When I first left rehab, my mantra was ‘Just for today’. The mantra of Narcotics Anonymous. It sure took courage and all my effort to stay clean just for that day. Beyond those first days, weeks and months I found hope. Hope for a better future for me and for my loved ones that had been so badly affected by my addiction. Planting that seed has led me on a journey that I am sharing with other recovering addicts and giving them hope and a practical way of moving away from addiction. This strategy is based on the premise of moving towards a life free of entrapment of substance dependency as apposed to remaining in the mindset of being an addict.
Look at it this way, if you imagine having two flower beds in your garden. The one is filled with weeds and the other with flower seeds. Whereas you can cut down the weeds or pull them out, if you keep fertilising and watering that bed the weeds will just keep growing.
Being aware that the bed of weeds is there is unavoidable, you can see the bed of weeds. Being in denial and saying ‘I am not an addict’ is pointless, it is like trying not to see the bed of weeds. In many ways, This is where I see recovery based purely on a 12 step recovery groups is not enough. Putting all of one’s energy into being an addict and constantly saying ‘I am an addict’, feeds that seed, and thus enforces one’s identity as an addict.
If, however, one fertilises, water and cultures the bed of flowers eventually the weeds will die on their own.
The brain is believed to be the most powerful, supercomputer. No computer yet created can replicate what the mind can do. However, the mind can also disempower us. It is important to understand the relationship between the conscious and sub-conscious brain in this regard.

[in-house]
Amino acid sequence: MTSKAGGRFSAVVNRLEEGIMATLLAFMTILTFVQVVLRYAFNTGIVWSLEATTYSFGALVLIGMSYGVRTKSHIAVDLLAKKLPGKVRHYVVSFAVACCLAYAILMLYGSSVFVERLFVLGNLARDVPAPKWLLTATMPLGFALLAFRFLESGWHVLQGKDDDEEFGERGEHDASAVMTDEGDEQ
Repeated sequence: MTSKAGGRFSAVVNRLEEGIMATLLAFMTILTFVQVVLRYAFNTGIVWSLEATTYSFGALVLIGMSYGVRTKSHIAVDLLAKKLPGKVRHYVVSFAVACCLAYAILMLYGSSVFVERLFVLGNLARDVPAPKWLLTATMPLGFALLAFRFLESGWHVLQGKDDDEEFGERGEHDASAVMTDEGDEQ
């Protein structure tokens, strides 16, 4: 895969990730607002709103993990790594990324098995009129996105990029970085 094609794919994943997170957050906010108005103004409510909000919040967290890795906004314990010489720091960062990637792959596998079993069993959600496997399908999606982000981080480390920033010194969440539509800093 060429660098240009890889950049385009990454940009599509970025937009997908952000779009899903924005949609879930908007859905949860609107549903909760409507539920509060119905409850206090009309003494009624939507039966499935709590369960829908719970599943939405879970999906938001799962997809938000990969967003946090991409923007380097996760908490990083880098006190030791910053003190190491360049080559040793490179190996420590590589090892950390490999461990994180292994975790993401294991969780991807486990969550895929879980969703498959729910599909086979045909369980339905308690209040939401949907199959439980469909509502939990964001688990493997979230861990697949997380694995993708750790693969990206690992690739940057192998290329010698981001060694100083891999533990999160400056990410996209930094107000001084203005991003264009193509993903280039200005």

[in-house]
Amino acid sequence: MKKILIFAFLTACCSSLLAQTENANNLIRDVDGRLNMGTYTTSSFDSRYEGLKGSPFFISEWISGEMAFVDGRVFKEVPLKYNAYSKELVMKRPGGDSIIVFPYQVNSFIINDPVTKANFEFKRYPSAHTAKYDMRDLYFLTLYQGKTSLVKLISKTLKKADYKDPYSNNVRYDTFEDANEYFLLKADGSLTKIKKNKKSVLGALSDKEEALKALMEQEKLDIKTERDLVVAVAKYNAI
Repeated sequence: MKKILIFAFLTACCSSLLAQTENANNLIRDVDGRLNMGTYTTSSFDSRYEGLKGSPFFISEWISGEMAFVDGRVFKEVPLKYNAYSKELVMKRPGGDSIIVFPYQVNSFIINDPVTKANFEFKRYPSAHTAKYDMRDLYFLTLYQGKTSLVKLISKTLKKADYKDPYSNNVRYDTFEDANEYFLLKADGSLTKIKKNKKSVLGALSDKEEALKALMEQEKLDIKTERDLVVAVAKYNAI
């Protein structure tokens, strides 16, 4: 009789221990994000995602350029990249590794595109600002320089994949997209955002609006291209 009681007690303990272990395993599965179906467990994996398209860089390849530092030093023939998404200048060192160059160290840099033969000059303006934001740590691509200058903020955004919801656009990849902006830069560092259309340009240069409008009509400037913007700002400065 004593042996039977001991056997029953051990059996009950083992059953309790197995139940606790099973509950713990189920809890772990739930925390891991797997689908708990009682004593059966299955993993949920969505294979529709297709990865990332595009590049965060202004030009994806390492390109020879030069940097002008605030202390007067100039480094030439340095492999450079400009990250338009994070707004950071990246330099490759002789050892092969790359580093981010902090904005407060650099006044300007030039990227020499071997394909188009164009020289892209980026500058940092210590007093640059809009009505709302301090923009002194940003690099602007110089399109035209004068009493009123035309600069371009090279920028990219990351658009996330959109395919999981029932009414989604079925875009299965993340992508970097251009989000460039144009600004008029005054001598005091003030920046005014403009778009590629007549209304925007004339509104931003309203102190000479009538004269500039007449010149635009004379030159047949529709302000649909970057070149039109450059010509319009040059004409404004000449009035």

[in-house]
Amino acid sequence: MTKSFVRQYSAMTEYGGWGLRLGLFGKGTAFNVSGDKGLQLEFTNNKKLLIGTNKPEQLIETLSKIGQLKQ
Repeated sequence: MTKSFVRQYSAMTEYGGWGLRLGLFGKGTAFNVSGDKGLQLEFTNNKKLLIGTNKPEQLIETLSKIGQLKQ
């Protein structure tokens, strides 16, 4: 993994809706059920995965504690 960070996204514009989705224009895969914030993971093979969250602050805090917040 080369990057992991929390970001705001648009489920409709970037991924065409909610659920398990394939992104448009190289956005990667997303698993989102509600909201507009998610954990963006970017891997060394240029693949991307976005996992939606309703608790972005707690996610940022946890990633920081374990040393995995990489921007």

When I consult with ‘partners’ or family members of addicts, they are usually frustrated. I will hear them say that the addict is ruining their own lives and the lives of others around them. Mostly the addict will even agree with this. The person who isn’t an addicts frustration is based on the concept that the addict is intelligent, they see what is happening to their own lives and everyone else’s. So why don’t they just stop?
The sub-conscious is what drives us. It is the epicentre of our reality. It responds from our past experience’s, beliefs and conditioning. We all would like to think that our conscious brain, where we process our logic and thoughts, where you are absorbing and analysing what you are reading now, is in control. But this is not the case. If it was, we would have no problem stopping our addiction the moment we realise that it is not serving us. Erasing the weed bed like a pencil drawing is impossible. Anyone who has relapsed knows that it is not as simple as making the decision.
Sustainable recovery is about working towards a better and brighter future as apposed to working away from a destructive one. The more one focuses on the past, the addiction, the harder it is to let go of it. Reaffirming ones dependence on substance addiction gives the subconscious permission to make this condition part of ones identity.
Some may say that this is all well and good. I have people say to me “But Patric, you don’t understand, my situation is different …”. Followed by a whole bunch of excuses and justifications. I get it! I too made all these statements to others and most important to acknowledge is that I made them to myself.
The Serenity Prayer is so relevant to this theory and the practicality of recovery. The past can’t be changed, so how will it benefit you to fertilise and nurture it? Have courage to change what you can, namely today, the present, and to start putting into action a future outcomes-based plan away from addiction.
Between now and death you have choice. Choose love and to be happy!